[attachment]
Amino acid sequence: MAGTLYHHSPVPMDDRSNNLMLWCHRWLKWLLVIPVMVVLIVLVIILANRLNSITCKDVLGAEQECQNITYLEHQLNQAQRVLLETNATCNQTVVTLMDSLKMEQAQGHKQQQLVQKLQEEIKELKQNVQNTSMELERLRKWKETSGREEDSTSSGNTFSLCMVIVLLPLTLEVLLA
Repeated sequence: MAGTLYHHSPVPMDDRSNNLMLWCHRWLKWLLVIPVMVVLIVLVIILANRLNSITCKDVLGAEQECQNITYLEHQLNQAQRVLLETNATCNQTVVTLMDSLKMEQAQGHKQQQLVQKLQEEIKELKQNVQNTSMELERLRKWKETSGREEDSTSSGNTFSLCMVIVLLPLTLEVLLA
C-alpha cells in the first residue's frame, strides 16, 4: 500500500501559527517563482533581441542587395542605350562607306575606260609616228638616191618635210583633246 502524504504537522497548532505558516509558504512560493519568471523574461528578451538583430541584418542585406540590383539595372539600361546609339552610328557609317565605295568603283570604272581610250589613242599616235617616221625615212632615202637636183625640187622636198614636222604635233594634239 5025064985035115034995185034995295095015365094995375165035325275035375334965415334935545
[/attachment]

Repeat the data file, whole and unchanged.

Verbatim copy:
Amino acid sequence: MAGTLYHHSPVPMDDRSNNLMLWCHRWLKWLLVIPVMVVLIVLVIILANRLNSITCKDVLGAEQECQNITYLEHQLNQAQRVLLETNATCNQTVVTLMDSLKMEQAQGHKQQQLVQKLQEEIKELKQNVQNTSMELERLRKWKETSGREEDSTSSGNTFSLCMVIVLLPLTLEVLLA
Repeated sequence: MAGTLYHHSPVPMDDRSNNLMLWCHRWLKWLLVIPVMVVLIVLVIILANRLNSITCKDVLGAEQECQNITYLEHQLNQAQRVLLETNATCNQTVVTLMDSLKMEQAQGHKQQQLVQKLQEEIKELKQNVQNTSMELERLRKWKETSGREEDSTSSGNTFSLCMVIVLLPLTLEVLLA
C-alpha cells in the first residue's frame, strides 16, 4: 500500500501559527517563482533581441542587395542605350562607306575606260609616228638616191618635210583633246 502524504504537522497548532505558516509558504512560493519568471523574461528578451538583430541584418542585406540590383539595372539600361546609339552610328557609317565605295568603283570604272581610250589613242599616235617616221625615212632615202637636183625640187622636198614636222604635233594634239 5025064985035115034995185034995295095015365094995375165035325275035375334965415334935545